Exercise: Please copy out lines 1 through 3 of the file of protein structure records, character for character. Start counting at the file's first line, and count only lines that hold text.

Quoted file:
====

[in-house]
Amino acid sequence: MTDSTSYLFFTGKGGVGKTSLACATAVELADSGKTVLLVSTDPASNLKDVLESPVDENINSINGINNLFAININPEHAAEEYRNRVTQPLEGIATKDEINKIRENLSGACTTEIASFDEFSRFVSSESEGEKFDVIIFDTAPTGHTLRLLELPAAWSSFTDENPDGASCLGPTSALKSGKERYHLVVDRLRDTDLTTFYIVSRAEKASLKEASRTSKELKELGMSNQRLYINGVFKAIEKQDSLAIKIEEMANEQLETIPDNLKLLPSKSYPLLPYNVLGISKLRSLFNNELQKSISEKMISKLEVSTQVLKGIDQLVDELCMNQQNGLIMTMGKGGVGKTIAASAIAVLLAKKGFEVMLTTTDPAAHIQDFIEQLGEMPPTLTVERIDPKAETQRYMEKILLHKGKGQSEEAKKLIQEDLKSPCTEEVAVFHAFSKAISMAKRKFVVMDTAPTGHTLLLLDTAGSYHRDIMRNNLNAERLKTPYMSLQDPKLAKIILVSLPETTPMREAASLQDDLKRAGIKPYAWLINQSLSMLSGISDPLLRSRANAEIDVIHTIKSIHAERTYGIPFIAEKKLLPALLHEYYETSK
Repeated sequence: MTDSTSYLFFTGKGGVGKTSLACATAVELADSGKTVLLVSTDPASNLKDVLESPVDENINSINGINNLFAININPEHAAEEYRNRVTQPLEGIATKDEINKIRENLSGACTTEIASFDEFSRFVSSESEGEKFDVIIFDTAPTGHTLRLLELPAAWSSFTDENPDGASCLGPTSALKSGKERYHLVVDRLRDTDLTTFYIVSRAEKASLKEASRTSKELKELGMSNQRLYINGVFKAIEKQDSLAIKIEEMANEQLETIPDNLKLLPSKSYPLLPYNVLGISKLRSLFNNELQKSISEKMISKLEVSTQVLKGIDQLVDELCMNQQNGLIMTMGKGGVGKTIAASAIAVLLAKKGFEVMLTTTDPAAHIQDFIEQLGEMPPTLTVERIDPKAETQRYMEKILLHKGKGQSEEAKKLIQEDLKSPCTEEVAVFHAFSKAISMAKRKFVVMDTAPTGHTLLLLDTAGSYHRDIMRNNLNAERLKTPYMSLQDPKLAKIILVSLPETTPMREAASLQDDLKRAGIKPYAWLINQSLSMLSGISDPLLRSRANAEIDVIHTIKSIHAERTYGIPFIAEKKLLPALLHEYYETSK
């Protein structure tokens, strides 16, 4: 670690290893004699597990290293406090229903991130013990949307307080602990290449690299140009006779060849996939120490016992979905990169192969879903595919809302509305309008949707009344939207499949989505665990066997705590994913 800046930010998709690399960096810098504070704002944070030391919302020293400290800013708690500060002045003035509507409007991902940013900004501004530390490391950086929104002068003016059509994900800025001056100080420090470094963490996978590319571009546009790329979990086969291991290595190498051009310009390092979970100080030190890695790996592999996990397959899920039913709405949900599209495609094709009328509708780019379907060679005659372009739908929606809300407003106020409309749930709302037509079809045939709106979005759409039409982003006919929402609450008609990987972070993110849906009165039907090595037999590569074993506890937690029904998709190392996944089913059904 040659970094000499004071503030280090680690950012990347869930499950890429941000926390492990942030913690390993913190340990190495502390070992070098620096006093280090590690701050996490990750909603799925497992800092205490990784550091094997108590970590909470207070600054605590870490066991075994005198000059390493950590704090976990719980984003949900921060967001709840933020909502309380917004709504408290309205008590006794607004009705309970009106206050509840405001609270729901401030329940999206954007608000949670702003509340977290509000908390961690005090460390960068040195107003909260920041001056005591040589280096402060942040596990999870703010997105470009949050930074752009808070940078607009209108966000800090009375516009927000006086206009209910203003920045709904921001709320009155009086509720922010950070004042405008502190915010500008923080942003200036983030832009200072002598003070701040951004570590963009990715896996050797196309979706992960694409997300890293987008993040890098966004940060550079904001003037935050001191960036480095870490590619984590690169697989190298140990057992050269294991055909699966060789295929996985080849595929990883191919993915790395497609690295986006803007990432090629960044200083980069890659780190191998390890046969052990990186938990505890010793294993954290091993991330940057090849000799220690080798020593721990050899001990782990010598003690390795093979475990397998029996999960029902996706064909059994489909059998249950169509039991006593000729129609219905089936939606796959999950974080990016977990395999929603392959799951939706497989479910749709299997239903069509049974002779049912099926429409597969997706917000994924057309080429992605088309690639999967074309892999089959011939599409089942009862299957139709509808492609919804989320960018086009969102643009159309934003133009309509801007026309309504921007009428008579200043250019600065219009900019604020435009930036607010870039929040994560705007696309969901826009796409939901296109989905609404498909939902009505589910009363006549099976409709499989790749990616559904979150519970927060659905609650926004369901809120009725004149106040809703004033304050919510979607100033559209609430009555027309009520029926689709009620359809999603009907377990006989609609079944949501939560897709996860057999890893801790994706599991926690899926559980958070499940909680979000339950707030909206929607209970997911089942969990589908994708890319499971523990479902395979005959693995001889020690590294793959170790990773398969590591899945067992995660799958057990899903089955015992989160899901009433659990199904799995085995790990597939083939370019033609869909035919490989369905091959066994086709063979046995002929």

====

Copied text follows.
[in-house]
Amino acid sequence: MTDSTSYLFFTGKGGVGKTSLACATAVELADSGKTVLLVSTDPASNLKDVLESPVDENINSINGINNLFAININPEHAAEEYRNRVTQPLEGIATKDEINKIRENLSGACTTEIASFDEFSRFVSSESEGEKFDVIIFDTAPTGHTLRLLELPAAWSSFTDENPDGASCLGPTSALKSGKERYHLVVDRLRDTDLTTFYIVSRAEKASLKEASRTSKELKELGMSNQRLYINGVFKAIEKQDSLAIKIEEMANEQLETIPDNLKLLPSKSYPLLPYNVLGISKLRSLFNNELQKSISEKMISKLEVSTQVLKGIDQLVDELCMNQQNGLIMTMGKGGVGKTIAASAIAVLLAKKGFEVMLTTTDPAAHIQDFIEQLGEMPPTLTVERIDPKAETQRYMEKILLHKGKGQSEEAKKLIQEDLKSPCTEEVAVFHAFSKAISMAKRKFVVMDTAPTGHTLLLLDTAGSYHRDIMRNNLNAERLKTPYMSLQDPKLAKIILVSLPETTPMREAASLQDDLKRAGIKPYAWLINQSLSMLSGISDPLLRSRANAEIDVIHTIKSIHAERTYGIPFIAEKKLLPALLHEYYETSK
Repeated sequence: MTDSTSYLFFTGKGGVGKTSLACATAVELADSGKTVLLVSTDPASNLKDVLESPVDENINSINGINNLFAININPEHAAEEYRNRVTQPLEGIATKDEINKIRENLSGACTTEIASFDEFSRFVSSESEGEKFDVIIFDTAPTGHTLRLLELPAAWSSFTDENPDGASCLGPTSALKSGKERYHLVVDRLRDTDLTTFYIVSRAEKASLKEASRTSKELKELGMSNQRLYINGVFKAIEKQDSLAIKIEEMANEQLETIPDNLKLLPSKSYPLLPYNVLGISKLRSLFNNELQKSISEKMISKLEVSTQVLKGIDQLVDELCMNQQNGLIMTMGKGGVGKTIAASAIAVLLAKKGFEVMLTTTDPAAHIQDFIEQLGEMPPTLTVERIDPKAETQRYMEKILLHKGKGQSEEAKKLIQEDLKSPCTEEVAVFHAFSKAISMAKRKFVVMDTAPTGHTLLLLDTAGSYHRDIMRNNLNAERLKTPYMSLQDPKLAKIILVSLPETTPMREAASLQDDLKRAGIKPYAWLINQSLSMLSGISDPLLRSRANAEIDVIHTIKSIHAERTYGIPFIAEKKLLPALLHEYYETSK